Writing about ladies and the unseen, menial characters
There’s a really nice piece on Tumblr called “PSA: Your Default Narrative Settings Are Not Apolitical” which discusses women in speculative narratives. To quote:
…it’s impossible for black, female pirates to exist anywhere, that pixies and shapeshifters are inherently more plausible as a concept than female action heroes who don’t get raped, and that fairy tale characters as diverse as Mulan, Snow White and Captain Hook can all live together in the modern world regardless of history and canon, but a black Lancelot in the same setting is grossly unrealistic.
I trot this out again because I am currently reading for Sword and Mythos and two of the well-intended questions (not from the same person) I received. The questions were:
a) Is it possible to feature a realistic female fighter in a historical setting, considering that females of the sort would be scarce?
b) Can the hero in a sword and sorcery story be something other than a warrior?
I’ve blogged about the first question, about the women we don’t see in history before. However, I’d like to add something that my friend Paula R. Stiles mentioned the other day. That is that writers often complain that a strong woman in X setting would be an exceptional woman and thus not an example of the average woman. However, most men in history were not exceptional men. For every Napoleon there were 50,000 peasants. So why, if we often look to exceptional figures for inspiration do we want to diminish women with a hand wave of ‘oh, but she was exceptional‘?
I also want to question the idea that through history these exceptional women were as rare as purple unicorns. As evidence, I offer the case of Mary Everest Boole. A self-taught 19th century mathematician and math tutor, she had five daughters who became mathematicians and authors. One of them was the first woman Fellow of the Institute of Chemistry.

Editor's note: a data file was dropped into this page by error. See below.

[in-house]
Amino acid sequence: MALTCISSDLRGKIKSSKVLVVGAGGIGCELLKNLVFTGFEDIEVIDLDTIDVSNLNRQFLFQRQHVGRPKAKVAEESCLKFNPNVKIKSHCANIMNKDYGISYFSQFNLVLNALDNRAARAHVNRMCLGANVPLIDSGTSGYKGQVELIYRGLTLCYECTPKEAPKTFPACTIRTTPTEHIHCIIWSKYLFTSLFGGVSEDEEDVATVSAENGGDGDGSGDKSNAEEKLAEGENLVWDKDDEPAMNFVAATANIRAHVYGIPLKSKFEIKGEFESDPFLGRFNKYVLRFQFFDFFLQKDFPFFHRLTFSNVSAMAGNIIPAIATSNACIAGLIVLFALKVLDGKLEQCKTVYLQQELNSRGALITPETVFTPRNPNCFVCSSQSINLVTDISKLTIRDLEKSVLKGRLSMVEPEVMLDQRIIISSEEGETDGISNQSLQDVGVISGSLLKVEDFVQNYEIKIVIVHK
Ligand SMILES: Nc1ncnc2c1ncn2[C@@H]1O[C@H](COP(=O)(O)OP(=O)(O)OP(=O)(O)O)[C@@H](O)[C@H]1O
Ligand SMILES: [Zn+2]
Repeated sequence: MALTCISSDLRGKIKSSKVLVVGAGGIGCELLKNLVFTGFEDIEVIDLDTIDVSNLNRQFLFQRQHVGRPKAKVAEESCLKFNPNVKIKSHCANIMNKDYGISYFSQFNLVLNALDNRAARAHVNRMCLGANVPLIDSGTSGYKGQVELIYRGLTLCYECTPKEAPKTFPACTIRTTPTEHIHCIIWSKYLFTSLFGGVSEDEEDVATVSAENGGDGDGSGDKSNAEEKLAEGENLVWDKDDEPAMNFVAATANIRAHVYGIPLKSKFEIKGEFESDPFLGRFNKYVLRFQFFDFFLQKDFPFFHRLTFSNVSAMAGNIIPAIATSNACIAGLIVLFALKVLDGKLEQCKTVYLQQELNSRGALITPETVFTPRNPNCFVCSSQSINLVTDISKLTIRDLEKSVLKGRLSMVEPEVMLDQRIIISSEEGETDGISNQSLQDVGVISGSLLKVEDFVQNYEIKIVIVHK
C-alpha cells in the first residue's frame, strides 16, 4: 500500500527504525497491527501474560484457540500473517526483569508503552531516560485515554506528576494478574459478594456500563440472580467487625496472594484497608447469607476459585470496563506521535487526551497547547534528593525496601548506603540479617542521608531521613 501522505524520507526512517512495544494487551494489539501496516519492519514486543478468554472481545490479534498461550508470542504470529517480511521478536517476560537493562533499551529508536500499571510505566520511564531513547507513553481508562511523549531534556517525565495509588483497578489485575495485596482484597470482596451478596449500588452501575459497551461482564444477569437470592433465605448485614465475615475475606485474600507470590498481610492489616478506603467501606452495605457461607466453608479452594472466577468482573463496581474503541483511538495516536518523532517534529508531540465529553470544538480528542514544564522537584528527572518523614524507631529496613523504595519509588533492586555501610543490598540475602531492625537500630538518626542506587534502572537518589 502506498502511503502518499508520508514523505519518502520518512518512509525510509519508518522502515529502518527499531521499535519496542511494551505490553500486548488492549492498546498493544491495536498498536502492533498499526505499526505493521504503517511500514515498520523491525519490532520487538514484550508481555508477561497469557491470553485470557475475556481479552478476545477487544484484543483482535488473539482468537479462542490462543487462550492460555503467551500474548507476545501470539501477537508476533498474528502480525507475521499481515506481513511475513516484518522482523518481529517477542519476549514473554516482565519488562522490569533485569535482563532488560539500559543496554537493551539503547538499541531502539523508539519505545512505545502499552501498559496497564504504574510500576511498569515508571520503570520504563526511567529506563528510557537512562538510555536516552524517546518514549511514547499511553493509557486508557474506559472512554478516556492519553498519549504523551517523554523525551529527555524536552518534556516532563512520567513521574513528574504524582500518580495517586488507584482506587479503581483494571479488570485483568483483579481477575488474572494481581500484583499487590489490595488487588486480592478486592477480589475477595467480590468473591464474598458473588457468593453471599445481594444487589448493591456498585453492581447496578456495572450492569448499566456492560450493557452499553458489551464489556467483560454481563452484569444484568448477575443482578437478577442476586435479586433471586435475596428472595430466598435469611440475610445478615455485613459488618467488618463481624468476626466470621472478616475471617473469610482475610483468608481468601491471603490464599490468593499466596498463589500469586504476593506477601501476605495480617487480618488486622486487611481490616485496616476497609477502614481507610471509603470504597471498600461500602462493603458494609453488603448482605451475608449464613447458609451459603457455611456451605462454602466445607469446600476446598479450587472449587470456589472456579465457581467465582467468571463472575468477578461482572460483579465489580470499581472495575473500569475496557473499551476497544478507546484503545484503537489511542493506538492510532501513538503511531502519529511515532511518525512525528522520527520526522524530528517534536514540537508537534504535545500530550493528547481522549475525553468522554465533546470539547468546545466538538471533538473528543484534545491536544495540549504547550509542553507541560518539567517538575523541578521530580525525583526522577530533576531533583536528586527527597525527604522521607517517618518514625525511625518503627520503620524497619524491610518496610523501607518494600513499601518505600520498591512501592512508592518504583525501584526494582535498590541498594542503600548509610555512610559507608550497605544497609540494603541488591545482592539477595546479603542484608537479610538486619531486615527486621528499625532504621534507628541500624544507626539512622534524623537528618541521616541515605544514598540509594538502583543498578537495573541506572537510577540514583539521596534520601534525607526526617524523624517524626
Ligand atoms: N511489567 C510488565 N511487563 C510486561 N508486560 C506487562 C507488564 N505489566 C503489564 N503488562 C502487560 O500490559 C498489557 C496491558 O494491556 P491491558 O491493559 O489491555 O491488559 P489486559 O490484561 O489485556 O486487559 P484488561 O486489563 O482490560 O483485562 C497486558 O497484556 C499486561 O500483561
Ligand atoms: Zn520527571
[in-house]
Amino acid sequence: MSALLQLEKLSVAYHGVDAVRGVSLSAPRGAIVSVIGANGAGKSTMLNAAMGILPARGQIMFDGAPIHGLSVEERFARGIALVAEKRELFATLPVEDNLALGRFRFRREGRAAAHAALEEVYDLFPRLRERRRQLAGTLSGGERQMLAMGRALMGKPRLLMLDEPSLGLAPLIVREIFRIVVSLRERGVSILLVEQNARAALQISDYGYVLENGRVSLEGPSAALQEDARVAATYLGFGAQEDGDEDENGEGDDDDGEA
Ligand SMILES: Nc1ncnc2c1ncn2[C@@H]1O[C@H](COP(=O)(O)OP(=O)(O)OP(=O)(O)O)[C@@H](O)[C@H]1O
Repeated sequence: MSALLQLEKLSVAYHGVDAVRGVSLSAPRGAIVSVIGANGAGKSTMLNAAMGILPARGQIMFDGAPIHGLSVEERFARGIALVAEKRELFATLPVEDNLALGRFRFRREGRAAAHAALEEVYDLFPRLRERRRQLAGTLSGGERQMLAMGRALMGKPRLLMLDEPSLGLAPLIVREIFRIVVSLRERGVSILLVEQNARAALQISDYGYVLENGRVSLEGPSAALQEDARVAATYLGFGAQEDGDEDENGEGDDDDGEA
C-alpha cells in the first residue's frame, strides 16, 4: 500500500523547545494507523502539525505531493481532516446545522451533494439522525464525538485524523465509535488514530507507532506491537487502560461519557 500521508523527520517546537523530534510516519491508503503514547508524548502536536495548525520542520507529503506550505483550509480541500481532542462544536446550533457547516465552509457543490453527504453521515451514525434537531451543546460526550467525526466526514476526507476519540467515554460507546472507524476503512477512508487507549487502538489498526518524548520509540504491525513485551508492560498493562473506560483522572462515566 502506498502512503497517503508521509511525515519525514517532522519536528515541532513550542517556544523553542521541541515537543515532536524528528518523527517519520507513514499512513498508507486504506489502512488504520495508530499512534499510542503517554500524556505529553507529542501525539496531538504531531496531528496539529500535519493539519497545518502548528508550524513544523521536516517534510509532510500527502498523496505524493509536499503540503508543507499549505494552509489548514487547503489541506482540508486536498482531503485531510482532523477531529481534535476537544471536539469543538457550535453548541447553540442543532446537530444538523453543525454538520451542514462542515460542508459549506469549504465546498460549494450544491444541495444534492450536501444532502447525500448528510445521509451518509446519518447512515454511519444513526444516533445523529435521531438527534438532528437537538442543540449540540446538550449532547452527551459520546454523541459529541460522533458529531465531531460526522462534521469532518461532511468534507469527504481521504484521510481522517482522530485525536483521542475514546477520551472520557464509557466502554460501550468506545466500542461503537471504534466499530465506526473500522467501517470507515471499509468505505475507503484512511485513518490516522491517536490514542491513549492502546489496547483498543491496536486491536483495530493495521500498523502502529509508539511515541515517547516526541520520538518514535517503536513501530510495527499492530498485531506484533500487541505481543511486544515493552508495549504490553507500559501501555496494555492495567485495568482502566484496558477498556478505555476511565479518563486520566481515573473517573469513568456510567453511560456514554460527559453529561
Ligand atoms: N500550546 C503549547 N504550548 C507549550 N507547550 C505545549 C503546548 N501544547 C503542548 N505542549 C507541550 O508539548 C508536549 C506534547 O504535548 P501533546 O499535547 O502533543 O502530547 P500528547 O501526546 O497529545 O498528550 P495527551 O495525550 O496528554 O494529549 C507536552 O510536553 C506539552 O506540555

If an author were to write a story about a family full of female scientists in 19th century, people would probably criticize it as unrealistic because it would be full of exceptional women. But in truth, exceptional men and women are both scarce. Yet we don’t seem to find any problem imagining a whole family of 19th century male scientists as realistic, even though it is more realistic to picture a family of uneducated labourers.
This brings me to the second question which boils down to: can the hero be something other than an exceptional person? The answer is: of course, but we don’t like to picture that. Well, we do as long as the pig-sty cleaner learns to wield a sword and becomes a king, thus becoming an exceptional character (and this is obviously far-fetched if you want to talk about realism and exceptions, after all, how many pig-shit removers are royalty?). We don’t feel so comfortable if the pig-sty cleaner is a pig-sty cleaner.
And yet…why not populate our stories with some of these more menial characters? What is wrong with the baker, the cook or the servant? Nothing. Why can’t the common, unexceptional maid be our protagonist? Oh, she’s not exciting enough? Seeing the world from the point of view of a nurse who is bandaging the wounds of soldiers won’t do?
Why not? We often dismiss female characters because they would be unexceptional and leave mundane lives, but this doesn’t have to be the case. Your average Victorian maid could be quick-witted and street-wise, and much better at navigating the foggy streets of London than a gentleman.
I recommend that you pause to consider your vision of what is exceptional and average, and why you may pick a protagonist that is one or the other. Challenge yourself by writing a character that is the complete opposite of what you might expect to see and observe the results.